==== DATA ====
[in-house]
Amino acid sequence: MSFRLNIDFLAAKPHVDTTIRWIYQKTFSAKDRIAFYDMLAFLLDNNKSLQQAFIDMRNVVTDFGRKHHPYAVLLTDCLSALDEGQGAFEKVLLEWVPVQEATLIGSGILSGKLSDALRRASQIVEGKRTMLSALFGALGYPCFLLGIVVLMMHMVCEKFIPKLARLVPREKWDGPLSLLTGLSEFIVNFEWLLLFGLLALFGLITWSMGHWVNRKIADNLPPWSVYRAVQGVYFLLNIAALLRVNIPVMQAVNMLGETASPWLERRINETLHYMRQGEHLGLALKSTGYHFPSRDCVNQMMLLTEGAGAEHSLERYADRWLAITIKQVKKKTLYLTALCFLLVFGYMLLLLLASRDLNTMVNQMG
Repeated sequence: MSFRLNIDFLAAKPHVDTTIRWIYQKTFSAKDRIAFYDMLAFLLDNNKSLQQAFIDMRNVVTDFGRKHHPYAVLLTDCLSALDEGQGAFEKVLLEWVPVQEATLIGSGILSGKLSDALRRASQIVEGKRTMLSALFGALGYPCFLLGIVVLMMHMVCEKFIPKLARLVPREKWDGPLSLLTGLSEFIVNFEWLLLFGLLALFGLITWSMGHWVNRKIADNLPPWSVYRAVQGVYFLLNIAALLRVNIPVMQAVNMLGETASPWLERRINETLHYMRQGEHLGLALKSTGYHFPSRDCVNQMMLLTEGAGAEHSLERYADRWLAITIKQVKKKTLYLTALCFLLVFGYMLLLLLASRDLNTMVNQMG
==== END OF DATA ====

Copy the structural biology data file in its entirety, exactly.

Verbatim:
[in-house]
Amino acid sequence: MSFRLNIDFLAAKPHVDTTIRWIYQKTFSAKDRIAFYDMLAFLLDNNKSLQQAFIDMRNVVTDFGRKHHPYAVLLTDCLSALDEGQGAFEKVLLEWVPVQEATLIGSGILSGKLSDALRRASQIVEGKRTMLSALFGALGYPCFLLGIVVLMMHMVCEKFIPKLARLVPREKWDGPLSLLTGLSEFIVNFEWLLLFGLLALFGLITWSMGHWVNRKIADNLPPWSVYRAVQGVYFLLNIAALLRVNIPVMQAVNMLGETASPWLERRINETLHYMRQGEHLGLALKSTGYHFPSRDCVNQMMLLTEGAGAEHSLERYADRWLAITIKQVKKKTLYLTALCFLLVFGYMLLLLLASRDLNTMVNQMG
Repeated sequence: MSFRLNIDFLAAKPHVDTTIRWIYQKTFSAKDRIAFYDMLAFLLDNNKSLQQAFIDMRNVVTDFGRKHHPYAVLLTDCLSALDEGQGAFEKVLLEWVPVQEATLIGSGILSGKLSDALRRASQIVEGKRTMLSALFGALGYPCFLLGIVVLMMHMVCEKFIPKLARLVPREKWDGPLSLLTGLSEFIVNFEWLLLFGLLALFGLITWSMGHWVNRKIADNLPPWSVYRAVQGVYFLLNIAALLRVNIPVMQAVNMLGETASPWLERRINETLHYMRQGEHLGLALKSTGYHFPSRDCVNQMMLLTEGAGAEHSLERYADRWLAITIKQVKKKTLYLTALCFLLVFGYMLLLLLASRDLNTMVNQMG